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‘Start an Online Training Business’ by Cherry Rea


Start an Online Training Business
Cherry Rea (2000)
Crestia Developments Ltd, 19 Tennyson Street, Carrum 3197 Victoria, Australia
$26.95 e-book available from

Start an Online Training Business is designed to enable anyone to start a training business on the web. It’s called an e-book - which simply means that it’s a series of web pages with spiral binding down the left hand side. Actually, it’s a downloadable file which installs itself on your computer, and runs in a sort of slimmed down browser interface of its own complete with internal and external hyperlinks. The full book runs to thirteen chapters covering business issues (writing a business plan, marketing), instructional design (learning activities, testing and assessment) and web related matters (web site design, developing online communities). Only the first four chapters were available for review, but the full contents list gives a good idea of what the rest of the book contains.

Almost all guides to producing open and distance learning materials stress the importance of providing the learner with clear objectives, and an indication of how long he or she should expect to spend on each section. Unfortunately, this book contains neither, and it’s not very clear exactly who it’s aimed at. The first section on selecting business equipment appears to be talking to someone who’s never owned a computer or used a word-processing program before. However, within a few pages there are guidelines on how to handle credit card payments through the web site that the diligent student is apparently now able to design.

The layout and design of the book itself doesn’t inspire an enormous amount of confidence. Font size, colour, emphasis and spacing vary fairly randomly. Indents and borders on the rather long pages don’t seem to follow any particular pattern. URLs sometimes include http://and sometimes they don’t. Some sections have miniature screen dumps of useful web sites and others don’t. The chapters are interspersed with tired bits of cartoon clipart that don’t really have much to do with the issues under discussion. Even the first page presents problems – the pink arrow (to take you onto the next page) is just below the bottom of a 1024 x 768 screen, where naïve users could easily miss it. The first four chapters are also available online, where the layout and readability is actually much better.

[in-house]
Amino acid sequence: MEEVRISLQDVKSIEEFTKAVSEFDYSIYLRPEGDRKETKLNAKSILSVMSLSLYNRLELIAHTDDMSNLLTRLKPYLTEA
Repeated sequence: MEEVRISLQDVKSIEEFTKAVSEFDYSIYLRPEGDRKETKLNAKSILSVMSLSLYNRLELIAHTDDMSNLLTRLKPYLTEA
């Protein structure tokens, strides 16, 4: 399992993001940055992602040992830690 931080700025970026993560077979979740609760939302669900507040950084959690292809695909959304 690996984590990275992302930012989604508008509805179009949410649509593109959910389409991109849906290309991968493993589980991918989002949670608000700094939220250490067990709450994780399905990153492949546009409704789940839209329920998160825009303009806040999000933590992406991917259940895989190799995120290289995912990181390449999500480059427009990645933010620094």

Having said that, there are some good points. The theme of the book, that it’s possible for anyone who knows a bit about something useful to use the web to help others learn is to be applauded. Many aspects of basic web site design and online learning aren’t all that complicated, and should be more widely disseminated through simple, friendly introductions. Some of the chapters that are available in the free review area have useful web links to sites about, for example, evaluation, instructional design and business planning

However, the book tries to make e-commerce appear a bit too easy. Setting up a merchant account and taking credit card payments through a web site isn’t for the faint hearted, and also costs a fair amount for a very small company. Good graphic design is important for a web site, especially if people are being asked to divulge their credit card details in return for the promise of an online training programme. It’s nice to think that anyone can do it – but those who want to go about it seriously with a real prospect of earning some money would be better advised to spend their 27 dollars on a real book.

David Evans
E-Learning Consultant
Financial Projections Ltd


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